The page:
Boeing wins $2.8bn for low-rate initial production of USAF’s KC-46A tanker
Boeing has been awarded a $2.8bn contract for the low-rate initial production of the US Air Force’s (USAF) KC-46A Pegasus multirole tanker.
The KC-46A will be used to refuel all allied and coalition military aircraft compatible with international aerial refuelling procedures as well as transport passengers, cargo and patients.
The award follows a Defense Acquisition Board review and announcement that the KC-46 programme has completed Milestone C and is approved for initial production.
Under the award, which includes the first two production lots, Boeing will build seven and 12 takers respectively.
Upon exercising of future options by the USAF, Boeing will be required to build a total of 179 aircraft for the service.
Boeing Defense, Space & Security president and CEO Leanne Caret said: “The KC-46 tanker will provide the Air Force unprecedented refuelling capabilities, operational flexibility and combat readiness.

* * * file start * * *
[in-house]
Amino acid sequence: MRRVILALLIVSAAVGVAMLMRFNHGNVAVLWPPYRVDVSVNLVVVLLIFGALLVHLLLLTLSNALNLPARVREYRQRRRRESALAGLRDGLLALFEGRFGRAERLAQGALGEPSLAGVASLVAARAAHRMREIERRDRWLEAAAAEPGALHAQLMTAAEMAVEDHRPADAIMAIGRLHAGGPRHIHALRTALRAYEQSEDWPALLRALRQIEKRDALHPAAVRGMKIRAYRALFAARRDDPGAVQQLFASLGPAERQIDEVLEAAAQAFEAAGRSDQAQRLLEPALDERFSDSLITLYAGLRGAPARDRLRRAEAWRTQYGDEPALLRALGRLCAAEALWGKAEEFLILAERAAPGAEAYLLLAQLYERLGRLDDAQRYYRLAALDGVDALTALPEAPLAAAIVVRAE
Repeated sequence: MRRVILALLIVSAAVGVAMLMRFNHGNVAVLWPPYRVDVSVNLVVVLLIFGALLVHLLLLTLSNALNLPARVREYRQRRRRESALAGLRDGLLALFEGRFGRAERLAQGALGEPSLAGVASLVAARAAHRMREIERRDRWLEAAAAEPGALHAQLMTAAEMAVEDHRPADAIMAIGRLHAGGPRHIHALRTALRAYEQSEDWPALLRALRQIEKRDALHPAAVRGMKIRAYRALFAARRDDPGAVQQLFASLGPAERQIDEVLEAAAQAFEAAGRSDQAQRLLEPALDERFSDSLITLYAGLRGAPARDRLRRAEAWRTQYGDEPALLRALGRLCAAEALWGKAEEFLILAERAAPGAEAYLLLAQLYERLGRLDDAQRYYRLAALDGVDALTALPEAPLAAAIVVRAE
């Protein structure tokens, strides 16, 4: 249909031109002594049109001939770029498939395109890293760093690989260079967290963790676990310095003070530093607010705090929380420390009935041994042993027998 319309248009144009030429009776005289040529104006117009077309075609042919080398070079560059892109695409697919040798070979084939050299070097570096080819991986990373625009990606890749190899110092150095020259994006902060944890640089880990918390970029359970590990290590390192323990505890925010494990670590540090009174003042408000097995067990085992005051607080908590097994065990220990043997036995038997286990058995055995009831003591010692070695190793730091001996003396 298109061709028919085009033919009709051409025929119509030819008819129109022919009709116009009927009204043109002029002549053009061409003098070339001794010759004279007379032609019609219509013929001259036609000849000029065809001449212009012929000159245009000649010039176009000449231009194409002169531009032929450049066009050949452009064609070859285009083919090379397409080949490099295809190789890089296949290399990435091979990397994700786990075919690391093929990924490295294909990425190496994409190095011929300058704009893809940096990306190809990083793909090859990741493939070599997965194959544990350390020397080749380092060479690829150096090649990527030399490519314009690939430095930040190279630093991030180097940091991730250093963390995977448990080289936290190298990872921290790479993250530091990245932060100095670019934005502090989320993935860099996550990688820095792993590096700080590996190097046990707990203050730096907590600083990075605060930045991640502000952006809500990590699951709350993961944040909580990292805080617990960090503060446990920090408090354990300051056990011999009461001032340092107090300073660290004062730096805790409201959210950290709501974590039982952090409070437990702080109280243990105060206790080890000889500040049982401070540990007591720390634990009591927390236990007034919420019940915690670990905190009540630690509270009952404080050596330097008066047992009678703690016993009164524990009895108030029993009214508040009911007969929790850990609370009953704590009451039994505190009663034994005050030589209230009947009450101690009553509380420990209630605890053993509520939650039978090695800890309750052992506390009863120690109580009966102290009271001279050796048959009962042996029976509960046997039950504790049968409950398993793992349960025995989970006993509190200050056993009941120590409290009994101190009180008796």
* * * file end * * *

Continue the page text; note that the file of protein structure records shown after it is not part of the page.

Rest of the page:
“It’s an important day for the company and programme.
"We’re excited about building low-rate initial production aircraft, and it’s only possible because of the hard work of the joint Boeing-Air Force team.”
Work on assembling KC-46 aircraft will be carried out by Boeing at its Everett facility in Washington, US, with deliveries set to begin in 2017.
Designed and developed based on Boeing 767 refuelling aircraft, the KC-46A Pegasus tanker will replace the USAF’s KC-135 fleet.
Prior to receiving approval for initial production, the aircraft completed a set of required ground- and flight-test tests that included refuelling flights with F-16, F/A-18, AV-8B, KC-10, C-17 and A-10 aircraft and a cargo handling demo.
In 2011, Boeing was initially contracted to design and develop the USAF’s next-generation tanker aircraft, under which the company built four test aircraft, two configured as 767-2Cs and two as KC-46A tankers.
So far, the test aircraft have completed more than 1,000 flight hours.
Image: Boeing KC-46A Pegasus tanker. Photo: courtesy of Paul Weatherman, Boeing photo.